Setting the Stage: Hispanic Health and Aging in the Americas.- Setting the Stage: Hispanic Health and Aging in the Americas.- Exploring the Health Consequences of Hispanic Mortality.- Health Status of Elderly Hispanics in the United States.- Census Disability Rates Among Older People by Race/Ethnicity and Type of Hispanic Origin.- Disability and Active Life Expectancy of Older U.S.-and Foreign-Born Mexican Americans.- Predictors of Decline in Cognitive Status, Incidence of Dementia/CIND and All-Cause Mortality in Older Latinos: The Role of Nativity and Cultural Orientation in the Sacramento Area Latino Study on Aging.- Education and Mortality Risk Among Hispanic Adults in the United States.- Does Longer Life Mean Better Health? Not for Native-Born Mexican Americans in the Health and Retirement Survey.- Contextualizing Support and Mexican-Origin Health in Old Age: Issues of Family, Migration, and Income.- Dynamics of Intergenerational Assistance in Middle- and Old-Age in Mexico.- Aging, Health and Migration: The Voices of the Elderly Poor in Mexico.- Aging and Health Interrelations at the United States-Mexico Border.- Colonias, Informal Homestead Subdivisions, and Self-Help Care for the Elderly Among Mexican Populations in the United States.- Access to Health Care Services Among Elderly Hispanics with Special Reference to Mexican Americans.- Disparities and Access Barriers to Health Care Among Mexican American Elders.- Lack of Health Insurance Coverage and Mortality Among Latino Elderly in the United States.- Access Issues in the Care of Mexican-Origin Elders: A Clinical Perspective.- Cross Border Health Insurance and Aging Mexicans and Mexican Americans.- Cultural Myths and Other Fables About Promoting Health in Mexican Americans: Lessons Learned from Starr County Border Health Intervention Research.- Health Insurance Coverage and Health Care Utilization along the U.S.–Mexico Border: Evidence from the Border Epidemiologic Study on Aging.- Options for Health Care Reform.- Impoverishing and Catastrophic Household Health Spending Among Families with Older Adults in Mexico: A Health Reform Priority.- The Health Care Safety Net for Hispanics.- Afterword Globalization and Health: Risks and Opportunities for the Mexico—U.S. Border.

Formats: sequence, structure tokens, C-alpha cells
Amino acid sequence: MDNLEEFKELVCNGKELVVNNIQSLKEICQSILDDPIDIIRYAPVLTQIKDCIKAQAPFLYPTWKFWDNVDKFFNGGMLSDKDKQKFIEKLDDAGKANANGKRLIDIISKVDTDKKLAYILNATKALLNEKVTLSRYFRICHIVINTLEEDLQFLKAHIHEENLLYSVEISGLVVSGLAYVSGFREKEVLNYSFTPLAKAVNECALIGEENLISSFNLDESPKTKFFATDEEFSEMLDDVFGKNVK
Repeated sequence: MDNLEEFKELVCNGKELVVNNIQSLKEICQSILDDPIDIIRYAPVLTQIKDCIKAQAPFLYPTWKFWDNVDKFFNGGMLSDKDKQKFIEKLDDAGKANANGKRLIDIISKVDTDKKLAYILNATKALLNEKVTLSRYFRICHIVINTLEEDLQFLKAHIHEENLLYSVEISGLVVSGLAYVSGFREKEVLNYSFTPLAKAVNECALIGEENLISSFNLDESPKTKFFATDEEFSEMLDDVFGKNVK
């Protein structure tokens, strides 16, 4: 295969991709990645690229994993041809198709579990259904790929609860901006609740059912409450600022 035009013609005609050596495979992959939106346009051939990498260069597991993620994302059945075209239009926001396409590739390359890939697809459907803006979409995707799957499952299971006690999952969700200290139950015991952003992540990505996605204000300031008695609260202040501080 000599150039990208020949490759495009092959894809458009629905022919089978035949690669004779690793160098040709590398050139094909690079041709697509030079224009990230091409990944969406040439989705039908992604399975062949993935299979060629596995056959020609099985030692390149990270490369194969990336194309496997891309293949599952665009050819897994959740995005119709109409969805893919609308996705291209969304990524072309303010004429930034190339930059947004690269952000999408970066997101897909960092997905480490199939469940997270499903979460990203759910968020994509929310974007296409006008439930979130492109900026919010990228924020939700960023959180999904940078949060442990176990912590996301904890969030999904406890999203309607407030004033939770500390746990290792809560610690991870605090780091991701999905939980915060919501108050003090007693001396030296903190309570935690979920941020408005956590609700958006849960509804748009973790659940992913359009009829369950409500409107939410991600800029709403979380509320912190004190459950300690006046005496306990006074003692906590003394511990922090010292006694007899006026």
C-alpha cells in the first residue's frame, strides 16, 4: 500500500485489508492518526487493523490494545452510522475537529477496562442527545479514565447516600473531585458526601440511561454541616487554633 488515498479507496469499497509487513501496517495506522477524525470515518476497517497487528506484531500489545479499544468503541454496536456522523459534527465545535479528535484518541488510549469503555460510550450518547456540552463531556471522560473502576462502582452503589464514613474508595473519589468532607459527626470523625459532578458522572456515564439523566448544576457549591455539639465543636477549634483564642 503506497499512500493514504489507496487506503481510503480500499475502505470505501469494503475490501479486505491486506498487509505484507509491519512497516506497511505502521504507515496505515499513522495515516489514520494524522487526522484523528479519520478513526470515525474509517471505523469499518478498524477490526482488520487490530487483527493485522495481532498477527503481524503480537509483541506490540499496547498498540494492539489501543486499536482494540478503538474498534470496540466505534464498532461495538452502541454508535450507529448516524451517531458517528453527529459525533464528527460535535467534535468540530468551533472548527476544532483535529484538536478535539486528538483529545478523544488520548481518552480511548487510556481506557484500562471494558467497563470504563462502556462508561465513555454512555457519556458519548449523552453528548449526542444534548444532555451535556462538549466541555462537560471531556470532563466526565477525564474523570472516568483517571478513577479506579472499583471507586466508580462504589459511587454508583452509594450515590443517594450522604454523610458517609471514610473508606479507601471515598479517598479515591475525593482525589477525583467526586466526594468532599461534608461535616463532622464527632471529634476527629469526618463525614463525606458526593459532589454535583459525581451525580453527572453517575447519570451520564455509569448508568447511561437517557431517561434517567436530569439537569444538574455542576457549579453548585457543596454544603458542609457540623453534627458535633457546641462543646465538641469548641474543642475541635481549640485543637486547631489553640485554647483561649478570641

The Health of Aging Hispanics: The Mexican-Origin Population